The second group – the majority we run into to – are just getting educated. We tell them it behooves them in terms of cost savings and ROI to get moving on the process.
 
And then there is a third group – and that’s a smaller group – who are doing nothing until someone forces them do it. In some cases, they aren’t even looking at what is required, while in other cases they have a POA&M but aren’t working those items to completion. They hope POAMs will let them maintain DFARS compliance or want to just put this off until the very last minute.
 
PreVeil: Do you think CMMC will do the job in a way that DFARS has not been able to?
 
MAD Security: Absolutely, in no small part because it will require the scrutiny of third-party certification as opposed to self-assessment. We’ve seen some really bad self-assessments that simply aren’t going to fly when the organization is evaluated by a third-party cybersecurity practitioner.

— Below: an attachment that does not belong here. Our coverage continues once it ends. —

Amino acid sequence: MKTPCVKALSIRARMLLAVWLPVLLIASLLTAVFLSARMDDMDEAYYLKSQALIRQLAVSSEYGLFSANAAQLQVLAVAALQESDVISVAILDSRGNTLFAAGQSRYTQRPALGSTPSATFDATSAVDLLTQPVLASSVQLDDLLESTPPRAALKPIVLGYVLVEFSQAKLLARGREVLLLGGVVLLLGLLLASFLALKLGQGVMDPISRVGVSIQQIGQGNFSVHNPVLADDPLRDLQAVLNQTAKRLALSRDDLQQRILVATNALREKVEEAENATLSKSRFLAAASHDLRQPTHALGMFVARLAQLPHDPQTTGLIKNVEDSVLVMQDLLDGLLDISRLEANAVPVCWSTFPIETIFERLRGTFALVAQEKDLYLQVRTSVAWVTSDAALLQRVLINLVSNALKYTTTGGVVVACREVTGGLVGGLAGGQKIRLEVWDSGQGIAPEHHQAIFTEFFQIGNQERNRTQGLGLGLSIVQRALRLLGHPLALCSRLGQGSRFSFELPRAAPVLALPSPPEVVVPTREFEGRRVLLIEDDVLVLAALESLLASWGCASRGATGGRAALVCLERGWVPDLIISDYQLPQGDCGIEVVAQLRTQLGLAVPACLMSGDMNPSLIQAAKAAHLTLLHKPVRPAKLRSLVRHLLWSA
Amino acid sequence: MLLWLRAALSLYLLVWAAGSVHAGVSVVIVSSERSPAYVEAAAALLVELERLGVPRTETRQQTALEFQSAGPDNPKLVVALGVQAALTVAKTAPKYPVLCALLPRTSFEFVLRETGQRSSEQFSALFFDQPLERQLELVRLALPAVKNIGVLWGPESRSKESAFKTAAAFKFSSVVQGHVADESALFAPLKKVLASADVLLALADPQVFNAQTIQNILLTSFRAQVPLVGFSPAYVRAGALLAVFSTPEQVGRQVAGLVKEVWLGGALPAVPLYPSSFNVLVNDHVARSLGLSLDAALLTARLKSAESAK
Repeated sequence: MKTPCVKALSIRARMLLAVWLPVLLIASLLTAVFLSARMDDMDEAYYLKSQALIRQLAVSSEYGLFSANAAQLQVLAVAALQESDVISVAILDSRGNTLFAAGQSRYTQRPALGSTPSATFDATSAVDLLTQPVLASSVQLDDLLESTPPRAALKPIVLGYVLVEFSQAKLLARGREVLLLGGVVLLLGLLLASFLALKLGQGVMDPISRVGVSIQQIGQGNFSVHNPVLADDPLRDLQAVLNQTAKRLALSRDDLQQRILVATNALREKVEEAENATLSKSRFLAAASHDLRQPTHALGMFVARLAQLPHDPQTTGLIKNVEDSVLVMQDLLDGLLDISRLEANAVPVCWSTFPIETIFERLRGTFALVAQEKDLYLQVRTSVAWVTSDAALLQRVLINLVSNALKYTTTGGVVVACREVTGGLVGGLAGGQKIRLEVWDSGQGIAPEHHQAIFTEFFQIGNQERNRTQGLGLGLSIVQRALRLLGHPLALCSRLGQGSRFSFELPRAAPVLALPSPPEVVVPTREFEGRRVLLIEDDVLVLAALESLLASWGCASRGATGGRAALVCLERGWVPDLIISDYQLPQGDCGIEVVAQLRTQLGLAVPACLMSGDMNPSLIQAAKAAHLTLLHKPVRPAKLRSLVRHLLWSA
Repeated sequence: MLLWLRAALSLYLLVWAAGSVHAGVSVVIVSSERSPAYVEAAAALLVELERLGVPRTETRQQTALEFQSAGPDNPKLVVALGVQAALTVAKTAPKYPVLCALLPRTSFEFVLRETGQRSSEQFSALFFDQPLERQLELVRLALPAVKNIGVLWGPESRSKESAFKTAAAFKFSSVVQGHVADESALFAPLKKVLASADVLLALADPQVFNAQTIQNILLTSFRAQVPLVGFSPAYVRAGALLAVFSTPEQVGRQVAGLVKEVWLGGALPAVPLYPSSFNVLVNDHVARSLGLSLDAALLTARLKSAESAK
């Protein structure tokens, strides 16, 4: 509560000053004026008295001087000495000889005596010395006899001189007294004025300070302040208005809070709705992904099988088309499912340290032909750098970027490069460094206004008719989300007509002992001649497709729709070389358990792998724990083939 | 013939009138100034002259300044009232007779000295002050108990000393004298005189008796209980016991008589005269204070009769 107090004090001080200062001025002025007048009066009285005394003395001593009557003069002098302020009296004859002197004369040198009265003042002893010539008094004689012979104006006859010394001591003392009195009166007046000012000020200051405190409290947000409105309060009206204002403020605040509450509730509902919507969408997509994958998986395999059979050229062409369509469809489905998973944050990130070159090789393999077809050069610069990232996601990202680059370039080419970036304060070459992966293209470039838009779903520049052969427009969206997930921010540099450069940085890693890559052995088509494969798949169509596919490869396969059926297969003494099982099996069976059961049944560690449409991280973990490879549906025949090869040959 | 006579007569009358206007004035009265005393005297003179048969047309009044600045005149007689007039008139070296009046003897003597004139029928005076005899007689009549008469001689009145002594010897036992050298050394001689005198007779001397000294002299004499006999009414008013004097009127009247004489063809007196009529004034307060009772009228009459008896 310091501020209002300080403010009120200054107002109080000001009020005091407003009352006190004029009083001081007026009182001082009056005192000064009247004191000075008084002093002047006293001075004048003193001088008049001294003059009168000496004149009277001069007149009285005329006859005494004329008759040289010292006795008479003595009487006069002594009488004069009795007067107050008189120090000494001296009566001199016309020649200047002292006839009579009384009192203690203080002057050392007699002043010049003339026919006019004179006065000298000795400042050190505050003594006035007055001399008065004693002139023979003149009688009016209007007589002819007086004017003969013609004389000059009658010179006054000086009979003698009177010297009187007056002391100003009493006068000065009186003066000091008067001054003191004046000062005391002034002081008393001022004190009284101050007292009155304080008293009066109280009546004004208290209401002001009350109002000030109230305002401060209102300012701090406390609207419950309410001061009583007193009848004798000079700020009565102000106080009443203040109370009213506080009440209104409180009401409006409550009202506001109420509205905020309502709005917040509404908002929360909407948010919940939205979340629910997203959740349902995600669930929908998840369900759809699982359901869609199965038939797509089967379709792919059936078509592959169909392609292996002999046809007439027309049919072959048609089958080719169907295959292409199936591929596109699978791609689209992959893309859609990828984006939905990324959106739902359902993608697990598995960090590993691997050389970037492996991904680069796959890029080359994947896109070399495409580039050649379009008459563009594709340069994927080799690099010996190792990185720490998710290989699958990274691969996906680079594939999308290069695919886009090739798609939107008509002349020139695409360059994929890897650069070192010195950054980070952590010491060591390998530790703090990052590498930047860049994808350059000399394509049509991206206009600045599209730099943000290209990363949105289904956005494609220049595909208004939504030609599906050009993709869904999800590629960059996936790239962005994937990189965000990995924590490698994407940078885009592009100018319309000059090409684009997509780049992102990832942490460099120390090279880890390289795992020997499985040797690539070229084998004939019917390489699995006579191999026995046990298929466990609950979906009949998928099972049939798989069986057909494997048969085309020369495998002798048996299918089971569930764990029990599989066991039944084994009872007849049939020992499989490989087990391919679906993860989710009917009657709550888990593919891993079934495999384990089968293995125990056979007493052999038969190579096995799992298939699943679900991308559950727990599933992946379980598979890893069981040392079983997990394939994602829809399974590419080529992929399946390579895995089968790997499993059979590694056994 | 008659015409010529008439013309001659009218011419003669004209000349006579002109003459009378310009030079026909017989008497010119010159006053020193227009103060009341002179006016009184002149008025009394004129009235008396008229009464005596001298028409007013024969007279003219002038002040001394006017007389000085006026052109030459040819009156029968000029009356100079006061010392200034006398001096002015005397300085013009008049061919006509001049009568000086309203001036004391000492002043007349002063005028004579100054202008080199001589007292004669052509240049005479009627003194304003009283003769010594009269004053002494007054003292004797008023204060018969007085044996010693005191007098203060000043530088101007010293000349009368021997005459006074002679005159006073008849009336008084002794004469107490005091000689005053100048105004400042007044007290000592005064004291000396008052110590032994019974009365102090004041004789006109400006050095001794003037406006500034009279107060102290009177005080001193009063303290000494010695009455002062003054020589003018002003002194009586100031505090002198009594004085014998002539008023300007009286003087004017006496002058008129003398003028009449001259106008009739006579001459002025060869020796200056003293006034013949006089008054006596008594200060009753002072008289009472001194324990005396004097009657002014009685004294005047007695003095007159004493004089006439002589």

The concept being projected by CMMC is not new. An analogous concept came out about ten years ago and in the form of the Capability Maturity Model Integration (CMMI), which did something similar for the Department of Defense that CMMC is looking to do but was focused on software maturity. CMMI has 5 levels of maturity, and leverages controls sets and requirements corresponding to each level designed to ensure secure and stable code.
 
Level 3 was the sweet spot with CMMI to be able to write code for the government – just like Level 3 will be for CMMC for processing CUI.
 

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CMMI has been tremendously effective at limiting bugs and maturing code for the government. Functional testing had to be part of the process with CMMI. Testing got really formalized and upped the game for all companies delivering code to the government. We believe CMMC will be equally as effective.